What was the temple veil? What is the meaning of the temple veil being torn in two when Jesus died?
In the Jewish temple, the veil served as the barrier to the Holy of Holies. The Holy of Holies was said to be where God's presence rested and it housed the Ark of the Covenant. Only the high priest could enter this area, and then only one time per year, to make atonement for the sins of Israel (Exodus 30:10).
First Kings 6:2 records that Solomon's temple was 30 cubits high. This would have been 45 feet tall. The first century Jewish historian Josephus records that Herod extended the temple's height to 40 cubits high, about 60 feet tall. He also records that the veil was four inches thick.
Matthew 27:50-51 says, "And Jesus cried out again with a loud voice and yielded up his spirit. And behold, the curtain of the temple was torn in two, from top to bottom." Notice the details: 1) Jesus died, 2) the enormous 45 to 60-foot high, four inch thick curtain was torn in half, and 3) the tear was from top to bottom, clearly indicating the destruction was not man-made, but came from God.
This connection between the death of Jesus and the torn veil is not just about God's power, but is demonstrative of who Jesus is, what the cross accomplished, and the access we have to God through Christ. Hebrews 8:1-2 notes, "Now the point in what we are saying is this: we have such a high priest, one who is seated at the right hand of the throne of the Majesty in heaven, a minister in the holy places, in the true tent that the Lord set up, not man." Jesus Himself now serves as our high priest. There is no longer a need for a Jewish high priest to stand before the Lord and make atonement for our sins. Jesus has provided for our atonement through His death on the cross.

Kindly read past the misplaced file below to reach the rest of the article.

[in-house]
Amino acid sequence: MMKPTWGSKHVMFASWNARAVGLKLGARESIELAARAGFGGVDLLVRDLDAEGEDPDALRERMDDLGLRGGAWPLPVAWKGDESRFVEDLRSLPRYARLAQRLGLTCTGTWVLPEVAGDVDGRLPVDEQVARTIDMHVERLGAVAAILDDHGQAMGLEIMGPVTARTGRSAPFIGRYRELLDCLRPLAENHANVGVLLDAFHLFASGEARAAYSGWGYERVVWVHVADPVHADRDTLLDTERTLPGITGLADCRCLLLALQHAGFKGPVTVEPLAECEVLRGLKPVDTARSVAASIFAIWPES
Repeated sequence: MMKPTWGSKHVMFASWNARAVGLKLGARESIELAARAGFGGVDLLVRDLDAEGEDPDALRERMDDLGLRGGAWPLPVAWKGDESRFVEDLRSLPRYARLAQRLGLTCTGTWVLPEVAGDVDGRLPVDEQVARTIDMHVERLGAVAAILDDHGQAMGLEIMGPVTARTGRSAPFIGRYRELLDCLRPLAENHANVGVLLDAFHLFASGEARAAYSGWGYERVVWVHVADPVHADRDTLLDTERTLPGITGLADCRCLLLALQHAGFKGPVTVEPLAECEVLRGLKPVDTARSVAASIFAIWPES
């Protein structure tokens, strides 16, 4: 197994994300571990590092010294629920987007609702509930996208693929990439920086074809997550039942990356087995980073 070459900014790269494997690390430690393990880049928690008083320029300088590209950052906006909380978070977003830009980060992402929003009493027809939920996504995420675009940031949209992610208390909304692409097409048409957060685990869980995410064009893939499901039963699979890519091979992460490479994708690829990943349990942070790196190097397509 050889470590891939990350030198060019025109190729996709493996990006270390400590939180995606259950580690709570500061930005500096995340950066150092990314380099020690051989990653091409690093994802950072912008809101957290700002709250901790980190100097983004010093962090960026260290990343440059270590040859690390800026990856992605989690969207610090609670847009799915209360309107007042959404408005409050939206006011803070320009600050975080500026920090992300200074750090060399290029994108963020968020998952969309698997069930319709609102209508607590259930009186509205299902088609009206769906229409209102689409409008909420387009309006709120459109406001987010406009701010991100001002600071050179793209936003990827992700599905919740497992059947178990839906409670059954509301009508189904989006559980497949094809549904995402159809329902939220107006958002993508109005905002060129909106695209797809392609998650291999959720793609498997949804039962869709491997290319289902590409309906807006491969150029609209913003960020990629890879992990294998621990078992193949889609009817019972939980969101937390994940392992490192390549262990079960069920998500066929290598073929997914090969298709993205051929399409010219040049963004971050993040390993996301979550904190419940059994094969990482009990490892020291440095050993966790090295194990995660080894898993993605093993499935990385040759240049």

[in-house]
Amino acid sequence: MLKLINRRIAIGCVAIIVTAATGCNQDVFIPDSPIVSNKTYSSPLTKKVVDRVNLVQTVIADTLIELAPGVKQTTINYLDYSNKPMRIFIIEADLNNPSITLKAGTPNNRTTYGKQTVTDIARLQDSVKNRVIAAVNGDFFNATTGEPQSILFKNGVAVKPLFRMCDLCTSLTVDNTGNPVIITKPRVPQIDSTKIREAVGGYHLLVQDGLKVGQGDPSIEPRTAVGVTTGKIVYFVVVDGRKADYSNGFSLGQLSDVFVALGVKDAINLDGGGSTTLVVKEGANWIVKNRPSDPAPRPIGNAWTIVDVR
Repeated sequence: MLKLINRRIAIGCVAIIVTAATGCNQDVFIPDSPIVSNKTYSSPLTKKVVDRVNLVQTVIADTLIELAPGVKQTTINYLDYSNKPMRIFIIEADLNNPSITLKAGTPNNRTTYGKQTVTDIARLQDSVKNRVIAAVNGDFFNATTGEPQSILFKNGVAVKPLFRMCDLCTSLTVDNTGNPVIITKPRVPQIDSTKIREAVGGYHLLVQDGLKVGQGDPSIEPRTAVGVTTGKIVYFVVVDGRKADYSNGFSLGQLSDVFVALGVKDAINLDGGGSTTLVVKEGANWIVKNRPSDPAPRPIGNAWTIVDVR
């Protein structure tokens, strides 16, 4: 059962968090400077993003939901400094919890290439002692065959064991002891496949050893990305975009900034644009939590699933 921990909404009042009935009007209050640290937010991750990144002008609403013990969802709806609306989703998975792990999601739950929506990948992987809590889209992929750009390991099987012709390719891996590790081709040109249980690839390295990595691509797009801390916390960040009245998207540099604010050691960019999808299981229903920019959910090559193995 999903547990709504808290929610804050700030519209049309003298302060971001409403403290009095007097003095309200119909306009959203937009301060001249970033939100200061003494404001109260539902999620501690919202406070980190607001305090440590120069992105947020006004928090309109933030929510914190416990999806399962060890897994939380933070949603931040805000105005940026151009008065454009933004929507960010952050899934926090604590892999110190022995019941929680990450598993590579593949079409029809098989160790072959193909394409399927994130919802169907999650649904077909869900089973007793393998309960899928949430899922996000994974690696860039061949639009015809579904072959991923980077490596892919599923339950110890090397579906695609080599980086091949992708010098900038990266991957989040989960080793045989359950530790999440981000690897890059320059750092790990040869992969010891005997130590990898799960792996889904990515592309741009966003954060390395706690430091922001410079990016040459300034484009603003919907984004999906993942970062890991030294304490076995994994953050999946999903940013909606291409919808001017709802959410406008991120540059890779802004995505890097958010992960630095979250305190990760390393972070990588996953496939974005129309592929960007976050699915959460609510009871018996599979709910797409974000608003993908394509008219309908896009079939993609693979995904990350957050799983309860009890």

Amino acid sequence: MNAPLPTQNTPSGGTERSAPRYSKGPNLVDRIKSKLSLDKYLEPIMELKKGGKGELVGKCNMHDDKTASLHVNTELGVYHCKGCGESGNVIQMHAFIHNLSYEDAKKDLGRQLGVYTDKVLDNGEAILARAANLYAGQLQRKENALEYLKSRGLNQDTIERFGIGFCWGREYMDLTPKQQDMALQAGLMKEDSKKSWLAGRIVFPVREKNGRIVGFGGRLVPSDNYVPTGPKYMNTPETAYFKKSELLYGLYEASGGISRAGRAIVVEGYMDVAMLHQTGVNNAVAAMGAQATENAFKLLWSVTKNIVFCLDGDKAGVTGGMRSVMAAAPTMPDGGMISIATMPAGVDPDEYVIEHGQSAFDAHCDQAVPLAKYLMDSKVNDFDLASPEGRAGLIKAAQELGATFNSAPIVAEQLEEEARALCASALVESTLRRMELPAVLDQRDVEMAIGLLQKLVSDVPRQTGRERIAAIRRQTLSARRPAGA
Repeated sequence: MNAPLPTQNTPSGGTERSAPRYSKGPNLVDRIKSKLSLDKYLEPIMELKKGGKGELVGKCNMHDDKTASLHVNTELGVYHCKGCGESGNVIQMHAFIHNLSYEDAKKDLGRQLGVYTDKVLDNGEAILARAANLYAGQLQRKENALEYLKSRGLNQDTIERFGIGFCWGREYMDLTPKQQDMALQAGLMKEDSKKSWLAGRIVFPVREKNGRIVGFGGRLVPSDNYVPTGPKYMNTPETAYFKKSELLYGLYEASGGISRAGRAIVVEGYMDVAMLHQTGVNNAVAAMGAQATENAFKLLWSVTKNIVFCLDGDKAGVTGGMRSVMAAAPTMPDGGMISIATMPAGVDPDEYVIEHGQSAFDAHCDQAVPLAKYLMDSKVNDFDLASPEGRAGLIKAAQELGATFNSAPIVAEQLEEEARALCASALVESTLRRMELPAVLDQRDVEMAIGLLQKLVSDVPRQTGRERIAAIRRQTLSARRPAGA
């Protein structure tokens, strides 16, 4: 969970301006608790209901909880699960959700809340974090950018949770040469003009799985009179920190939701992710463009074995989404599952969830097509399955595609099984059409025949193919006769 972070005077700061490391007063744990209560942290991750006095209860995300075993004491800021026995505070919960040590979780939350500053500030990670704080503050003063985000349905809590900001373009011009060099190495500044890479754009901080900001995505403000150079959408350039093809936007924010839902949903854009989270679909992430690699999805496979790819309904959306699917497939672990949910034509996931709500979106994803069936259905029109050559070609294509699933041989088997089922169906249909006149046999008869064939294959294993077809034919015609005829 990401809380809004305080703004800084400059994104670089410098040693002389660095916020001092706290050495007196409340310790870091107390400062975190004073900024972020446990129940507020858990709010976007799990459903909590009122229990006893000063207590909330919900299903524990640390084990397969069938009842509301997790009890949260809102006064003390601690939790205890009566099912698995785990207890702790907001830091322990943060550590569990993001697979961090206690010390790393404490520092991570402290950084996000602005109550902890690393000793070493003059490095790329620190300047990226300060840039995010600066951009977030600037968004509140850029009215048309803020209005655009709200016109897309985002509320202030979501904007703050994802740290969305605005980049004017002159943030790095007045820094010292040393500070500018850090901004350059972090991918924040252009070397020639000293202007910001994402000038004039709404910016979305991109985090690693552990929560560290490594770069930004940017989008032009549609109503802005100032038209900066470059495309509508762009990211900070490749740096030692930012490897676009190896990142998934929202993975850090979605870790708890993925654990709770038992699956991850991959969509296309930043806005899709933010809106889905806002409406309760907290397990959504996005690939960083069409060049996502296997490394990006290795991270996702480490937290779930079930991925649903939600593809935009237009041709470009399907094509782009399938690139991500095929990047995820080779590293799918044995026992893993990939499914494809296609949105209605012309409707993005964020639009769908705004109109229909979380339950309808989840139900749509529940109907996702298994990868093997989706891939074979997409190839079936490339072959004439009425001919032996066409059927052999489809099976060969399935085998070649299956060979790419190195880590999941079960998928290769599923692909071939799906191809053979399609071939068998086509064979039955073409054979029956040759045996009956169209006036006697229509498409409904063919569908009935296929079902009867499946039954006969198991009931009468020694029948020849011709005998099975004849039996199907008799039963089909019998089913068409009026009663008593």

In addition, the tearing of the veil also helped to mark the beginning of a new covenant. Hebrews 8:13 states, "In speaking of a new covenant, he makes the first one obsolete. And what is becoming obsolete and growing old is ready to vanish away."
A powerful application of this change is described in Hebrews 4:14-16: "Since then we have a great high priest who has passed through the heavens, Jesus, the Son of God, let us hold fast our confession. For we do not have a high priest who is unable to sympathize with our weaknesses, but one who in every respect has been tempted as we are, yet without sin. Let us then with confidence draw near to the throne of grace, that we may receive mercy and find grace to help in time of need." Instead of coming to a priest, we can directly and boldly come before God through Jesus Christ to receive mercy and grace. Jesus meets our needs and even identifies with our weaknesses. The tearing of the veil is profoundly significant and provides a pictorial foundation for how we can approach God today. God has torn down the barrier between Himself and us through the work of Jesus.
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